Plaintiff witness says testing for asbestos flawed in ongoing J&J talc trial

By John Sammon | Jan 10, 2019

ALAMEDA – An expert witness appearing on behalf of plaintiff Terry Leavitt told a jury on Thursday the testing of Johnson & Johnson baby powder for possible contamination with asbestos was imperfect and that previous findings of no asbestos were likely wrong.

“It’s not reliable,” Dr. James Webber a microscope researcher and an environmental health scientist told the jury regarding the testing. “They had been seeing it (asbestos) but not reporting it.”

Live coverage of the trial is being streamed courtesy of Courtroom View Network.

Leavitt, the mother of two children, is suing Johnson & Johnson and its talc powder supplier Imerys America for what she alleges is the asbestos-contaminated baby powder she said caused her to develop mesothelioma---a rare form of cancer of the lining of the lungs.


The disease is incurable and fatal.

During Thursday’s session plaintiff attorney Moshe Maimon with the New Jersey-based law firm of Levi Konigsberg questioned Webber about the nature of the testing done on J&J baby powder by a number of labs including that at the McCrone Group in Illinois.

Webber said chrysotile, an asbestos-related mineral, had been found in material samplings.

“Is the fiber count significant?” Webber was asked.

“It would be a concern to have chrysotile remaining in the (baby powder) product,” he said.

The documentation exhibited by Webber indicated acknowledgement that asbestos fibers had been seen in samples taken from Hammondsville, Argonaut and Rainbow mines in Vermont.

Webber was asked if based on his training and experience, he could confirm asbestos fibers had been found in samplings of the powder taken from the mines between the years 1966 and 1988?

“It’s clear there was asbestos in the talc sources,” he said. “It indicates a long history of contamination in those mines. The products were contaminated over several decades.”

A slide exhibited for the jury said Johnson & Johnson baby powder and an after-shower product for adults called Shower to Shower between the years 1960 and 2003 had tested positive for asbestos.

A Rutgers University researcher Alice M. Blount also concluded in a 1991 report she believed Vermont talc used in the baby powder contained trace amounts of asbestos.

Webber agreed it was possible asbestos fibers could been seen under microscope but not reported or could occur below the quantifiable detection limits and so go unreported in testing such as that done at McCrone.

“The testing I have seen indicated it (asbestos) was present from 1971 up to the 1990’s,” Webber said.

“Why did the tests fail?” Webber was asked.

“They were unreliable because of lack of sensitivity,” he responded.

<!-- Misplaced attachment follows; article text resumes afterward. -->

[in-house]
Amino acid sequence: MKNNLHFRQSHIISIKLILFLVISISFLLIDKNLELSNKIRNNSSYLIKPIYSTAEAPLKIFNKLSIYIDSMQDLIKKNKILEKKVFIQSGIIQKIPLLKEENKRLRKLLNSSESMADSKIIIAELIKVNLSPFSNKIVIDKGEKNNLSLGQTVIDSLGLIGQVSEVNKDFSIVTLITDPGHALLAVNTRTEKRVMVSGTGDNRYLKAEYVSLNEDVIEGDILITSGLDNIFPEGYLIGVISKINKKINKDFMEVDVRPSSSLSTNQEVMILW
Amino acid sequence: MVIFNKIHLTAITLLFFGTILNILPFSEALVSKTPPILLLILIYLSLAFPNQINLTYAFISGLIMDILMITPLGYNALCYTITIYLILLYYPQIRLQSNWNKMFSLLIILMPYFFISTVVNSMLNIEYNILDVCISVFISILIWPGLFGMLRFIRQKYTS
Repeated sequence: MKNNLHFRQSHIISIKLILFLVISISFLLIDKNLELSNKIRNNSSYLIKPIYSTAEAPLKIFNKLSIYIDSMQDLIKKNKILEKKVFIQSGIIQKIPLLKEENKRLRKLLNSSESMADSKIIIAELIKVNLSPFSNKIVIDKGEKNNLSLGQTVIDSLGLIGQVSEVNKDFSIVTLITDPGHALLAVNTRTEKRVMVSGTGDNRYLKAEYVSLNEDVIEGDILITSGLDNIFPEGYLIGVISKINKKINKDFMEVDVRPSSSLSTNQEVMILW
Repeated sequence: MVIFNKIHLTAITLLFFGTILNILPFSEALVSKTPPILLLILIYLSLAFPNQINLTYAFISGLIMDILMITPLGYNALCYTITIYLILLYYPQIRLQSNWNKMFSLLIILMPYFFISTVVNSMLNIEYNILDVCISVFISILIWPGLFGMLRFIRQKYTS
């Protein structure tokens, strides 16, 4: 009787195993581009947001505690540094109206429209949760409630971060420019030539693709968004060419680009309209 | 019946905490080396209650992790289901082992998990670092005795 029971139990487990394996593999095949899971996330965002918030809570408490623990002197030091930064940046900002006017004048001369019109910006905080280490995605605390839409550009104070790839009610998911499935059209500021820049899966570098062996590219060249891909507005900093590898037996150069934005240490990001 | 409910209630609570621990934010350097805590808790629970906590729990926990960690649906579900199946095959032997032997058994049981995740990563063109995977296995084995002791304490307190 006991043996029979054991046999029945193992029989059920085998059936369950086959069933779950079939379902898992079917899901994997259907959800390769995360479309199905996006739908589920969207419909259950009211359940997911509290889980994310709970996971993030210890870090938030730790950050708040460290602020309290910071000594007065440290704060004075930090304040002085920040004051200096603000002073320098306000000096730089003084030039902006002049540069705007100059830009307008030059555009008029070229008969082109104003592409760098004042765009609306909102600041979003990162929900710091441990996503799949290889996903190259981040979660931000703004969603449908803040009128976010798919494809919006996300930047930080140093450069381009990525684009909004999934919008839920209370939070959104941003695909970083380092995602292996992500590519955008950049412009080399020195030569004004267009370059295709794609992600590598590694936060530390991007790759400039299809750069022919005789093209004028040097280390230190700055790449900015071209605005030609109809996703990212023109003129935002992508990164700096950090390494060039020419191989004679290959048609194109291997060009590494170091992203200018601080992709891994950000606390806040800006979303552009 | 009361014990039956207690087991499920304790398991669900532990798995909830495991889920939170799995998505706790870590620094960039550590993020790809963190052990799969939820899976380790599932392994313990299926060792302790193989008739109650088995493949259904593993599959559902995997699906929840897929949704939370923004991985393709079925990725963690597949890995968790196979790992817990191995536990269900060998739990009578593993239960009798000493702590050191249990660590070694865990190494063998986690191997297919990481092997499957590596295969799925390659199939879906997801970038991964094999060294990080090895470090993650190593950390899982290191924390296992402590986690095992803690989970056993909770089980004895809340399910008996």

Webber noted he was being paid $500 per hour to testify.

Under cross examination by defense co-counsel Matt Ashby of the Orrick law firm based in Los Angeles, Webber said he had been involved in a dozen asbestos-related cases in the past year and had earned an approximate $125,000.

“Talc is not asbestos, correct?” Ashby asked.

“Correct!” Webber answered.

“It can form in asbestos and non-asbestiform?”


“For a mineral to be asbestos it must grow that way?”

Webber agreed.

“If you just see the word anthophyllite, you shouldn’t assume that it’s asbestos,” Ashby said.

“Yes,” Webber answered.

“The same for tremolite?”


Webber agreed his definition of asbestos was different than that used by the Occupational Safety and Health Administration (OSHA).

“Mine is consistent with protocol for measuring (particles) in the air,” Webber said.

Ashby said the International Agency for Research on Cancer (IARC) identified six minerals including anthophyllite, actinolite, chrysotile, and tremolite that may occur in talc deposits and occur more commonly in non-asbestos form. Such minerals may also be elongated resembling an asbestos fiber without being asbestos.

When they are not asbestos-form, they may be identified as cleavage fragments, pieces of rock or mineral broken off. This does not mean they are asbestos, Ashby maintained.

“Did you state that cleavage fragments are not considered dangerous?” he asked.

“If that’s what I said in the past,” Webber responded.

“You can’t point to any study that says cleavage fragments cause mesothelioma?” Ashby asked.

“Correct,” Webber said.

Ashby produced a 1987 document from officials of the McCrone lab that expressed confidence their testing revealed no asbestos in the baby powder.

“We have continually monitored samples using electron microscopy,” the document read. “We are satisfied the product is free of asbestos and that has always been our opinion based on over 15 years of closely examining the product.”

Judge Brad Seligman is presiding.

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Johnson & Johnson Orrick, Herrington & Sutcliffe LLP

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